We’ve got 99 global problems, and peak phosphorus is one

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By Vilhelmiina Haavisto, Deputy Science Editor

Phosphorus scarcity threatens our ability to produce food globally - so what is being done about it?

There is hardly a lack of awareness about the very real prospect of reaching ‘peak oil’ in the future. However, something not often discussed with similar urgency is phosphorus scarcity. Phosphorus is the second most abundant mineral in the human body; it is incorporated into various molecules including DNA and proteins, and is vital to metabolic processes. Its major use globally, though, is in agriculture – phosphorus-rich fertilizers are key to modern agriculture, without which global crop yields would fall drastically. Our main source of phosphorus is phosphate rock, which has formed on the seabed over millions of years. It is a non-renewable resource, and there is currently no synthetic substitute.

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Photo by Ivan Bandura/Unsplash

Our planet’s supplies of phosphorus are falling fast, though the exact rate is disputed. While some scientists believe we could reach ‘peak phosphorus’ – our maximum production rate of phosphorus – by 2035, others place this estimate 50-80 years from today. This is, of course, if we continue consuming at our current rate. This seems highly unlikely, though, as global agricultural production is only going to increase. The price of phosphorus has risen by 500% over the past decade, and the quality of phosphorus extracted from phosphate rock is decreasing. Even its global distribution is unequal. It is estimated that five countries control up to 85% of the world’s phosphate rock reserves. This makes countries not in control even more vulnerable to price hikes, to the point where farmers in areas such as sub-Saharan Africa are unable to afford fertilizers, which leads to decreased yields and widespread hunger.

This possible phosphorus scarcity could considerably impact our ability to produce enough food for our planet’s ever-growing population. All types of diets, from omnivorous to vegan, demand phosphorus in some form. Currently, an estimated four-fifths of the phosphorus mined for food production is lost along the supply chain, and never makes it into our foods. Food security is just one of the many issues that this generation, and those to come, will have to tackle. If we are to eradicate hunger and achieve food security, as per the second UN Sustainable Development Goal for 2030, the ways in which we use phosphorus must change.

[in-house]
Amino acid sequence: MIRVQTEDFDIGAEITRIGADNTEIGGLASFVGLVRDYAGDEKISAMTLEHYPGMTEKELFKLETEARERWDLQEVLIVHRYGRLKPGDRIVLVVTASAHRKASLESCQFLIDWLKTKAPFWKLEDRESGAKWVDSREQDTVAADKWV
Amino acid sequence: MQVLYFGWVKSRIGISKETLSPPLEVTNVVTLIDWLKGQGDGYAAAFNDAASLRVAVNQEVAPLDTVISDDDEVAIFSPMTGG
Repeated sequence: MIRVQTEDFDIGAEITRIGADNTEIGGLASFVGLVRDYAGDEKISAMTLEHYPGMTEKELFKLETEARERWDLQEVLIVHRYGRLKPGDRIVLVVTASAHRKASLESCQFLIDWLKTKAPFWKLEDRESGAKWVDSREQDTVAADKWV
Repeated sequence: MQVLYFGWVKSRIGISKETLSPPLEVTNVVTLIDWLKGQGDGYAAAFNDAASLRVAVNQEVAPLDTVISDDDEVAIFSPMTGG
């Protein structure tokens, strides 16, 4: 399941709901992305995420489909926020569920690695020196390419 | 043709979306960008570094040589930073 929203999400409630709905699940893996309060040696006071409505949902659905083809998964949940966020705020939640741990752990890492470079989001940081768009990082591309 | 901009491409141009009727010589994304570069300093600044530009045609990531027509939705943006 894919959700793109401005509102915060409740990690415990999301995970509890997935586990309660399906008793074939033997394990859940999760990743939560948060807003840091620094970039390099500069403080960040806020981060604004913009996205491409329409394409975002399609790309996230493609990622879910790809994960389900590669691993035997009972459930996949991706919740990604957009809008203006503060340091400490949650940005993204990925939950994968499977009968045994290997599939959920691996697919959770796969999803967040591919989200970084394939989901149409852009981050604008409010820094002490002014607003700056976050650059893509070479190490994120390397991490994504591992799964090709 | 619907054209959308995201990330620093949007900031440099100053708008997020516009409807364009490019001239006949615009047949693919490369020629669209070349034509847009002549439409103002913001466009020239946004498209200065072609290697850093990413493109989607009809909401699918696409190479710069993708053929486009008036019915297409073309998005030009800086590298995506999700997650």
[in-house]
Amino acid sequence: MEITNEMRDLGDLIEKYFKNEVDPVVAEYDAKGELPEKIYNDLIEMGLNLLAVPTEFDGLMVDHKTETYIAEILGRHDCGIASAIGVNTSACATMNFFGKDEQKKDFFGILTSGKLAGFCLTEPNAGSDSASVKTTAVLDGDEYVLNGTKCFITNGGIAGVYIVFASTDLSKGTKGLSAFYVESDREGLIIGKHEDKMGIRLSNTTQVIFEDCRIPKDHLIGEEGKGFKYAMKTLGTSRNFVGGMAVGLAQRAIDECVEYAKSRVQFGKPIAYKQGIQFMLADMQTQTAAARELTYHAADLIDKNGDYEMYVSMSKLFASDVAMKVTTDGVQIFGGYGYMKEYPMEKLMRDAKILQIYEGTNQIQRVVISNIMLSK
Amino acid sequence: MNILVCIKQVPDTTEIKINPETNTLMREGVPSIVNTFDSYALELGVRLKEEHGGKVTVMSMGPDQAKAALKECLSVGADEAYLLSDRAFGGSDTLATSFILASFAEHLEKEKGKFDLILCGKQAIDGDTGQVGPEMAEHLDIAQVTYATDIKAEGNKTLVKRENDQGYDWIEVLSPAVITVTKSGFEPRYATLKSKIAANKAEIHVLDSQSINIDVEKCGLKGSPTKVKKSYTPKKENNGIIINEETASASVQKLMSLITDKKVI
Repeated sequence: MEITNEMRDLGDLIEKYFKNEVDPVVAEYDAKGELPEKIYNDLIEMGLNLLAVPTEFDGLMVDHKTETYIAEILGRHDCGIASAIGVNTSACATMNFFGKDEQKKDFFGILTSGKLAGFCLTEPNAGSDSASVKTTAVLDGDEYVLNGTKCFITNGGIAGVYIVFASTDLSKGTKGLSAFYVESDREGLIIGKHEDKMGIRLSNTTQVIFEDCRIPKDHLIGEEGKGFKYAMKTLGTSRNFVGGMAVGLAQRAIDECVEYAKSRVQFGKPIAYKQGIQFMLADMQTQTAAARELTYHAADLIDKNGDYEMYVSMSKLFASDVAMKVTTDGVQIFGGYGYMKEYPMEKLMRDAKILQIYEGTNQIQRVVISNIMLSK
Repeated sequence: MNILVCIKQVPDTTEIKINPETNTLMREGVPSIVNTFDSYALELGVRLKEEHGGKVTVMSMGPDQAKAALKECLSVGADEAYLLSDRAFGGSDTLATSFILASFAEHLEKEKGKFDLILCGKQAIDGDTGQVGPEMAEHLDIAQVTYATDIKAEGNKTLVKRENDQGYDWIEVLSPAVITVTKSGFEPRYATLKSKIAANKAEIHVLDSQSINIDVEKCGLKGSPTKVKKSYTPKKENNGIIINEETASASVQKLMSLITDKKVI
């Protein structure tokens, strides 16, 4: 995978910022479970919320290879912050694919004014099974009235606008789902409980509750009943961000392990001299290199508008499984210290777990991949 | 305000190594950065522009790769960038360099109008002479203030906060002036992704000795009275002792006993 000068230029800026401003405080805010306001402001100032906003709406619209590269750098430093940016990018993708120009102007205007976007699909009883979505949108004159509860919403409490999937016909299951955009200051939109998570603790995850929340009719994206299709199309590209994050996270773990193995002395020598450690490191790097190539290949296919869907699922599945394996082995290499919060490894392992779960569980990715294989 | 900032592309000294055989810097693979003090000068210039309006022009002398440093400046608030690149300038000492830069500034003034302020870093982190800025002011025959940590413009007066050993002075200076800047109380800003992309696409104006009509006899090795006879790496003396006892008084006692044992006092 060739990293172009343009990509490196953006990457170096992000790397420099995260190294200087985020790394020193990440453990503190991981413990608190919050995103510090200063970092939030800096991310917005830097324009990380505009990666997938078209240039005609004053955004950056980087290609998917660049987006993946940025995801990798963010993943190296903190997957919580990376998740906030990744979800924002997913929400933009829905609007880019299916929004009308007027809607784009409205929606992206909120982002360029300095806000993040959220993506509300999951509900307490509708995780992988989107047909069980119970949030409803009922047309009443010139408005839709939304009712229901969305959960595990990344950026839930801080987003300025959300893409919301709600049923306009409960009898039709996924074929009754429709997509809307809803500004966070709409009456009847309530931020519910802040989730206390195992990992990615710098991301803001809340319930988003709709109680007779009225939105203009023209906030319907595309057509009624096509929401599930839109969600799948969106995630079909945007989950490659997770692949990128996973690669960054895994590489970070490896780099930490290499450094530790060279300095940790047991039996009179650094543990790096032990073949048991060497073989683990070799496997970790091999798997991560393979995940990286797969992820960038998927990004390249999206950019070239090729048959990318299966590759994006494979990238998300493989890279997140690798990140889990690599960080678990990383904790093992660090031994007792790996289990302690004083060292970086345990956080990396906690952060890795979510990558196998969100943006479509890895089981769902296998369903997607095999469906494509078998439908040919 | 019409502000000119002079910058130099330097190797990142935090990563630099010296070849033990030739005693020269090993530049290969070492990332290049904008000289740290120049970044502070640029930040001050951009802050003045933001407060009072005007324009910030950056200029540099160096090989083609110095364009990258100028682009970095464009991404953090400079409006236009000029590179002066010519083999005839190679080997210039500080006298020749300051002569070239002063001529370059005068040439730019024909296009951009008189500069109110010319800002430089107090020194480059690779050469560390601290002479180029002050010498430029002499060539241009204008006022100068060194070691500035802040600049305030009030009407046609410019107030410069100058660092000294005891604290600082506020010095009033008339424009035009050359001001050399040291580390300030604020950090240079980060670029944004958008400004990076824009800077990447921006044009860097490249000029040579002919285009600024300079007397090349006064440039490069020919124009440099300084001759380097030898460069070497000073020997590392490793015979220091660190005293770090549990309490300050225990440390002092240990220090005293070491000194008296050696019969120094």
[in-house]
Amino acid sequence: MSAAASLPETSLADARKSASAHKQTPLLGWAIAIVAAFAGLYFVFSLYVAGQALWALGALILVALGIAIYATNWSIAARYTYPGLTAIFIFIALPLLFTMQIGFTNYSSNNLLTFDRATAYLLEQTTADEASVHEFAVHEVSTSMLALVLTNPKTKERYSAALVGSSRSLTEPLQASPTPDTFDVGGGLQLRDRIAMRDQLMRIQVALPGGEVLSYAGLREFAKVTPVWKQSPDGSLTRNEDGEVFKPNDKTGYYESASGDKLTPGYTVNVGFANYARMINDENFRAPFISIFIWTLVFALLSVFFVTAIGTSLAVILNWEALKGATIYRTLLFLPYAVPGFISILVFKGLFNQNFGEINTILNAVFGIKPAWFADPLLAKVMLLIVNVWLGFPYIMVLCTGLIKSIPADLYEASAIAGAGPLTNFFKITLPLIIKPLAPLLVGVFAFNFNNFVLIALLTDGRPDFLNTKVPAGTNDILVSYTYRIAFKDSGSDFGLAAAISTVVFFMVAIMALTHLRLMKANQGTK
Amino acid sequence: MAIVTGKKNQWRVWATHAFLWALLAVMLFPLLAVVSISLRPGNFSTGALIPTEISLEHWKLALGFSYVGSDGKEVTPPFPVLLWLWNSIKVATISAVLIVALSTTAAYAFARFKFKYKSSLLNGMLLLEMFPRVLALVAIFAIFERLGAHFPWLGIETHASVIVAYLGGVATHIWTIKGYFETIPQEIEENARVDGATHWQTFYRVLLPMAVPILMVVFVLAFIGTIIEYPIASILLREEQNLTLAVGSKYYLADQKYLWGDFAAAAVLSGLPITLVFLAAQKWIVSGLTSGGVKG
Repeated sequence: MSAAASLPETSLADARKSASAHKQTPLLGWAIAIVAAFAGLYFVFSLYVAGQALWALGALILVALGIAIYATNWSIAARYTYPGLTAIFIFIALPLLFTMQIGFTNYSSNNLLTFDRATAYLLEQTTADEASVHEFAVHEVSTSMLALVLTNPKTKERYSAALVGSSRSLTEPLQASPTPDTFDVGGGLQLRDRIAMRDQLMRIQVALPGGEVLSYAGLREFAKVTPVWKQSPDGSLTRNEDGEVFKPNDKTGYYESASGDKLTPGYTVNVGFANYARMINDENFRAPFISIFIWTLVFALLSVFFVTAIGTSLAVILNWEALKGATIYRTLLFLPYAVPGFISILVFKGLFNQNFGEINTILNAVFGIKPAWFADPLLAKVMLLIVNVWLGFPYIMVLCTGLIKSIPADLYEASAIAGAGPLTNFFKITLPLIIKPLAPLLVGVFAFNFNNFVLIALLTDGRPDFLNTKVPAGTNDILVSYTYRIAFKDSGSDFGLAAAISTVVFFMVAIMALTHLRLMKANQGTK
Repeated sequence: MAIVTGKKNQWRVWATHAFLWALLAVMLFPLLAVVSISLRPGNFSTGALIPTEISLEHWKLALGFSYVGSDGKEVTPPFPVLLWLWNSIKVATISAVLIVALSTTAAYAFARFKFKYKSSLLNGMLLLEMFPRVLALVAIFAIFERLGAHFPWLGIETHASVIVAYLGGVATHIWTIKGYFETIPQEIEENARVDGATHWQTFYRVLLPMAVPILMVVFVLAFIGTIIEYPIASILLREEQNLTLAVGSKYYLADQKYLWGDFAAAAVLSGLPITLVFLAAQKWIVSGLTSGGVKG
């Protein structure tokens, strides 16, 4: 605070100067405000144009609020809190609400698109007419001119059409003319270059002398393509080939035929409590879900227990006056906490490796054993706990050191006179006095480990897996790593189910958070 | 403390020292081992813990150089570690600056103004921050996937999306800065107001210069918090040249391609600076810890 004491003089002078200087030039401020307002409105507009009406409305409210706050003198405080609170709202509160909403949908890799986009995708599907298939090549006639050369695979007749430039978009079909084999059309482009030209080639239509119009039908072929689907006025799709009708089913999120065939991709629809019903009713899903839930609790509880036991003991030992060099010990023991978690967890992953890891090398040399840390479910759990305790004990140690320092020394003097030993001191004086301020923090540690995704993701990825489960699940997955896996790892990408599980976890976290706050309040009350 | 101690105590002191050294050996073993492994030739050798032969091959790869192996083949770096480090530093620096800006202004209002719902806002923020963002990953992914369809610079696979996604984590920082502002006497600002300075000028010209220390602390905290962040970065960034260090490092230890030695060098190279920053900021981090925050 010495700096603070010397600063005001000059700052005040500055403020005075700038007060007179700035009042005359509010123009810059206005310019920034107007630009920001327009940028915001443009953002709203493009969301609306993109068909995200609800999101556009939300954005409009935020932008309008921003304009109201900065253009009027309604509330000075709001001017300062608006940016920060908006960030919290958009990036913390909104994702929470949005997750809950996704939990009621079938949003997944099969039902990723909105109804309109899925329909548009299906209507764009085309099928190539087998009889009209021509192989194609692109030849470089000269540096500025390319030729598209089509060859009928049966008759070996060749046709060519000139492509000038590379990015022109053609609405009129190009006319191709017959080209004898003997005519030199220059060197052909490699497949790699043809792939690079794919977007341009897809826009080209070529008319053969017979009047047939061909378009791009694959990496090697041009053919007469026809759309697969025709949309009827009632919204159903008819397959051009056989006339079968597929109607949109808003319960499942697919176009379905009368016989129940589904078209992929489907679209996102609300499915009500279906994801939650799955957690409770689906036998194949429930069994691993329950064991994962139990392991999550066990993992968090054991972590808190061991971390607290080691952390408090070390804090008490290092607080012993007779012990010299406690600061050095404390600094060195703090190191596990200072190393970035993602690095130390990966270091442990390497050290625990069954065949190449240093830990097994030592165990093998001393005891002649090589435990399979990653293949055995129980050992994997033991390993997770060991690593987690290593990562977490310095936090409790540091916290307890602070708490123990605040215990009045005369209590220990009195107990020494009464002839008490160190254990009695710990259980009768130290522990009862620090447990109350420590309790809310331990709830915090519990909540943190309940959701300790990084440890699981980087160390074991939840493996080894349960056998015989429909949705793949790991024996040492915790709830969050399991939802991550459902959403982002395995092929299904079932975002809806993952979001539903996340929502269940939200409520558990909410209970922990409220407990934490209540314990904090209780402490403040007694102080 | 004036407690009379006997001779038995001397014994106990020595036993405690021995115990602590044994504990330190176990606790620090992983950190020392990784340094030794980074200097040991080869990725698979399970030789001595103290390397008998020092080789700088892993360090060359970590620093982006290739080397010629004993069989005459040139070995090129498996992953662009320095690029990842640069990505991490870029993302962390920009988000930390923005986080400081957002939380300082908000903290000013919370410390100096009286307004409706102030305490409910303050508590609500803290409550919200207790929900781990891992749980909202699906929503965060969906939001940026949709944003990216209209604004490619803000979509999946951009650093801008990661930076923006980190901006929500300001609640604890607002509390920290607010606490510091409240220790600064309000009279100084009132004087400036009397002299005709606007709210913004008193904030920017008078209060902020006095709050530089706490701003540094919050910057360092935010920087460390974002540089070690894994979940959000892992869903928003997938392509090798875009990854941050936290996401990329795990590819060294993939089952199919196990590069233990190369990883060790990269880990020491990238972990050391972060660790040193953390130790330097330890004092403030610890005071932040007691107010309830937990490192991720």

Phosphorus-rich fertilizers are key to modern agriculture, without which global crop yields would fall drastically.

One of the biggest problems with our phosphorus use is that it is inefficient. Small, self-sufficient farms tend to manage waste relatively effectively, but the same cannot be said for large-scale agricultural practices. While small farms can potentially reuse their phosphates up to 46 times as food, fuel, and fertilizer, this is not the case for large-scale farming. Instead, phosphate-enriched chemical fertilizers are laid onto generally nutrient-poor soil once a year, after which it washes off into waterways. There, it can cause algal blooms which harm aquatic ecosystems. Once it reaches the sea, it is nearly impossible to recover.

So, what can be done to avert, or at least delay, phosphorus scarcity? While there is a considerable lack of national and international policy on phosphorus sustainability, groups such as the European Sustainable Phosphorus Platform are rising up to the challenge. They are a coalition that formed in 2013 to ultimately “define a long-term vision for phosphorus sustainability in Europe”. There are a number of success stories in the implementation of various projects and technologies to better manage our use of phosphorus.

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Photo by no one cares/ Unsplash

Phosphorus recovery is also becoming a subject of increasing interest and research, and municipal wastewater treatment plants have an important role to play. One major source of phosphorus, unpleasant as it might be, is human excrement. Phosphorus can be recovered from sewage as struvite, a clear crystal formed when bacteria inside the body break down nitrogenous waste. Struvite also causes painful kidney stones, and is a major annoyance for sewage maintenance as it forms deposits inside pipes. However, it also works very well as a slow-release phosphate fertilizer. Many water treatment plants are embracing new technology that enables them to extract struvite from sewage, and produce their own fertilizers.

Just one example of such an operation is that at Slough’s wastewater treatment plant, where Europe’s first "nutrient recovery reactor" is hard at work. The town’s sewage is particularly phosphorus-rich, owing at least in part to a number of pharmaceutical and food processing facilities in the vicinity. The plant produces 150 tonnes of fertilizer annually, in the form of phosphorus-rich white pellets, and much less money is spent on removing struvite deposits from the insides of pipes. The UK relies heavily on phosphate rock imports for its agricultural phosphate needs, but reactors such as the one at Slough are a step in the right direction to recover more and more phosphorus from previously unexploited sources.

There is clearly an urgent need for solutions when it comes to keeping our phosphorus use sustainable. Recycling seems to be the best way forward, though ongoing research into synthetic alternatives may produce interesting results in the future. In the meantime, though, the more we are able to close our phosphorus loop by reusing and recycling it more efficiently, the better.

Featured Image: Ivan Bandura/ Unsplash


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